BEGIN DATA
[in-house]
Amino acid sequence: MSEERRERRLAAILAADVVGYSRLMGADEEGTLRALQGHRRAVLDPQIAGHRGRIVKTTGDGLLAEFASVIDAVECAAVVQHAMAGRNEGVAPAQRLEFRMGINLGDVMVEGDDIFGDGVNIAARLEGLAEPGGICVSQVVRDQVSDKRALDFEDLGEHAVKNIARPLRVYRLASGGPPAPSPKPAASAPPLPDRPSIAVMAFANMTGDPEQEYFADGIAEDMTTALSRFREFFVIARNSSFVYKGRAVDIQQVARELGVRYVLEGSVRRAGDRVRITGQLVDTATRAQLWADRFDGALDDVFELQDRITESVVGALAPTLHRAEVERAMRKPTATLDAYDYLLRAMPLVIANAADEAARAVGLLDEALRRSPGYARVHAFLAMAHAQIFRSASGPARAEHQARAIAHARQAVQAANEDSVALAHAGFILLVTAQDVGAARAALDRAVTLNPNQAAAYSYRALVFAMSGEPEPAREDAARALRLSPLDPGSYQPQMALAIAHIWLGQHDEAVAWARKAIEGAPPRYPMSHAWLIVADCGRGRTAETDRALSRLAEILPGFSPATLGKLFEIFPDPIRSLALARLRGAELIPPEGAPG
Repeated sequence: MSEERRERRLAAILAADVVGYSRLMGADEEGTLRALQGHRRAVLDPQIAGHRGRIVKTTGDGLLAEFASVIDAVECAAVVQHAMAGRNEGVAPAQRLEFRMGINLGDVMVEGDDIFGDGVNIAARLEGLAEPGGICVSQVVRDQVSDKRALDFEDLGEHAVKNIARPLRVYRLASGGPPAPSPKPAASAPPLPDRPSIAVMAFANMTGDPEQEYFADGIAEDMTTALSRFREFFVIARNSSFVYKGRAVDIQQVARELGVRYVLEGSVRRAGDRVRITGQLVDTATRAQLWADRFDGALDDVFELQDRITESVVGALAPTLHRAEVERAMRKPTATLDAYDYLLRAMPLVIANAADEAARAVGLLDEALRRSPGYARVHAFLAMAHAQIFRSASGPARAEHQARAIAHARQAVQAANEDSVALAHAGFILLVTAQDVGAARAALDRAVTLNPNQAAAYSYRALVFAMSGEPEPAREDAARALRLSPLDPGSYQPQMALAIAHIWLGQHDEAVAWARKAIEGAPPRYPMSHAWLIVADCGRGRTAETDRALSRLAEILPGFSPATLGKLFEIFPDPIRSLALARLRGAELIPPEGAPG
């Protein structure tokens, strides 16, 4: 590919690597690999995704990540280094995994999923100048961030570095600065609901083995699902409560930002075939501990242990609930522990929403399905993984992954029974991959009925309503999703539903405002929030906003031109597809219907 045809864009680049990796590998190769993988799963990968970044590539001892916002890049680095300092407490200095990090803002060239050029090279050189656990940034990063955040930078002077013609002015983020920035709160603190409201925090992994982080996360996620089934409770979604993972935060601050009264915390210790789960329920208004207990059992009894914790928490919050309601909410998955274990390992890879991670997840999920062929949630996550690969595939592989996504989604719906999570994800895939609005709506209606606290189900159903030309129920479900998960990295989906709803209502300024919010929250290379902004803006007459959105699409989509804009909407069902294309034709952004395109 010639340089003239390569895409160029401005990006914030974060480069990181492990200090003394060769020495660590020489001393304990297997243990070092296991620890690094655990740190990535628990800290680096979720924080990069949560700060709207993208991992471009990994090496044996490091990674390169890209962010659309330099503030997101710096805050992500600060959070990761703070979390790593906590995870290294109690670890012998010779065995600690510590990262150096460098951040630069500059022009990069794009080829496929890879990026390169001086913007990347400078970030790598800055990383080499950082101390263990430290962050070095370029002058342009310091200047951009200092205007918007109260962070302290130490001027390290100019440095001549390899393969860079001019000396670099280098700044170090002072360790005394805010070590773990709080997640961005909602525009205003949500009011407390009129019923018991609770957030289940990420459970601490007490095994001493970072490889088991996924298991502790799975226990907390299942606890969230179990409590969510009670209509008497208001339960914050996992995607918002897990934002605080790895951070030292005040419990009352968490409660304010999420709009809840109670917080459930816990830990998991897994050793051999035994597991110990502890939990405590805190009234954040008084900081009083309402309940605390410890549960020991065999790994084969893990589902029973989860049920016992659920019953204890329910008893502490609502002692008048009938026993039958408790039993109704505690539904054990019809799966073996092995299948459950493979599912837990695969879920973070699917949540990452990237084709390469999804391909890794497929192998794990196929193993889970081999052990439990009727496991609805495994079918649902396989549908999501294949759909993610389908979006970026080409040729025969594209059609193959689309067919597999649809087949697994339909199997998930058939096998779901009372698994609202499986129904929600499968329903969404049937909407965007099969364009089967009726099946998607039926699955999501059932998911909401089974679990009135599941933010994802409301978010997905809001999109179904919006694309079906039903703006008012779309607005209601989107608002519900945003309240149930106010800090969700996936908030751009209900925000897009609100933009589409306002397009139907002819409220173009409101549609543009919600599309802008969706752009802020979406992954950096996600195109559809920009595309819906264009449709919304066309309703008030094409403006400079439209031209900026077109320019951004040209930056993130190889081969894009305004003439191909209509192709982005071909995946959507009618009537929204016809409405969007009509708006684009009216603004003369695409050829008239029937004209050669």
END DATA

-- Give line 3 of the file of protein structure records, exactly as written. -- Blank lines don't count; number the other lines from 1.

Repeated sequence: MSEERRERRLAAILAADVVGYSRLMGADEEGTLRALQGHRRAVLDPQIAGHRGRIVKTTGDGLLAEFASVIDAVECAAVVQHAMAGRNEGVAPAQRLEFRMGINLGDVMVEGDDIFGDGVNIAARLEGLAEPGGICVSQVVRDQVSDKRALDFEDLGEHAVKNIARPLRVYRLASGGPPAPSPKPAASAPPLPDRPSIAVMAFANMTGDPEQEYFADGIAEDMTTALSRFREFFVIARNSSFVYKGRAVDIQQVARELGVRYVLEGSVRRAGDRVRITGQLVDTATRAQLWADRFDGALDDVFELQDRITESVVGALAPTLHRAEVERAMRKPTATLDAYDYLLRAMPLVIANAADEAARAVGLLDEALRRSPGYARVHAFLAMAHAQIFRSASGPARAEHQARAIAHARQAVQAANEDSVALAHAGFILLVTAQDVGAARAALDRAVTLNPNQAAAYSYRALVFAMSGEPEPAREDAARALRLSPLDPGSYQPQMALAIAHIWLGQHDEAVAWARKAIEGAPPRYPMSHAWLIVADCGRGRTAETDRALSRLAEILPGFSPATLGKLFEIFPDPIRSLALARLRGAELIPPEGAPG